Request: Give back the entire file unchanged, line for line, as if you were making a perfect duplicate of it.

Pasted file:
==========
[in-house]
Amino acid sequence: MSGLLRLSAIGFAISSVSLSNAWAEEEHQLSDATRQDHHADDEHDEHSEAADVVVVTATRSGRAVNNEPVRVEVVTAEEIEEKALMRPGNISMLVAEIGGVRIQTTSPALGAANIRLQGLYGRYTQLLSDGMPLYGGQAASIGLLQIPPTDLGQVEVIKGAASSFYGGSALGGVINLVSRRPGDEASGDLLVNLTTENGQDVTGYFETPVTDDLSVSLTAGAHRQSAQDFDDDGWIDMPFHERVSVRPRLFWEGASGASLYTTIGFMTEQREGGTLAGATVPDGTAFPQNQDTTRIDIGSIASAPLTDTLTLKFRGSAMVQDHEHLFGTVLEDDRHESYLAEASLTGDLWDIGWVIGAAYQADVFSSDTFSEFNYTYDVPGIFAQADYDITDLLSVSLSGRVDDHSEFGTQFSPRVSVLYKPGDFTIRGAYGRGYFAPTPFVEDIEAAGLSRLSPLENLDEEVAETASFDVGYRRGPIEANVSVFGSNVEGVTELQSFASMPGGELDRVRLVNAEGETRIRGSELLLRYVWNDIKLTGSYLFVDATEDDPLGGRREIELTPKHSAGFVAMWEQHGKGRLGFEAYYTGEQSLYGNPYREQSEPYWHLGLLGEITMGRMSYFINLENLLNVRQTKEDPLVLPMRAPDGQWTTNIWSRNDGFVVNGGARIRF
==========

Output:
[in-house]
Amino acid sequence: MSGLLRLSAIGFAISSVSLSNAWAEEEHQLSDATRQDHHADDEHDEHSEAADVVVVTATRSGRAVNNEPVRVEVVTAEEIEEKALMRPGNISMLVAEIGGVRIQTTSPALGAANIRLQGLYGRYTQLLSDGMPLYGGQAASIGLLQIPPTDLGQVEVIKGAASSFYGGSALGGVINLVSRRPGDEASGDLLVNLTTENGQDVTGYFETPVTDDLSVSLTAGAHRQSAQDFDDDGWIDMPFHERVSVRPRLFWEGASGASLYTTIGFMTEQREGGTLAGATVPDGTAFPQNQDTTRIDIGSIASAPLTDTLTLKFRGSAMVQDHEHLFGTVLEDDRHESYLAEASLTGDLWDIGWVIGAAYQADVFSSDTFSEFNYTYDVPGIFAQADYDITDLLSVSLSGRVDDHSEFGTQFSPRVSVLYKPGDFTIRGAYGRGYFAPTPFVEDIEAAGLSRLSPLENLDEEVAETASFDVGYRRGPIEANVSVFGSNVEGVTELQSFASMPGGELDRVRLVNAEGETRIRGSELLLRYVWNDIKLTGSYLFVDATEDDPLGGRREIELTPKHSAGFVAMWEQHGKGRLGFEAYYTGEQSLYGNPYREQSEPYWHLGLLGEITMGRMSYFINLENLLNVRQTKEDPLVLPMRAPDGQWTTNIWSRNDGFVVNGGARIRF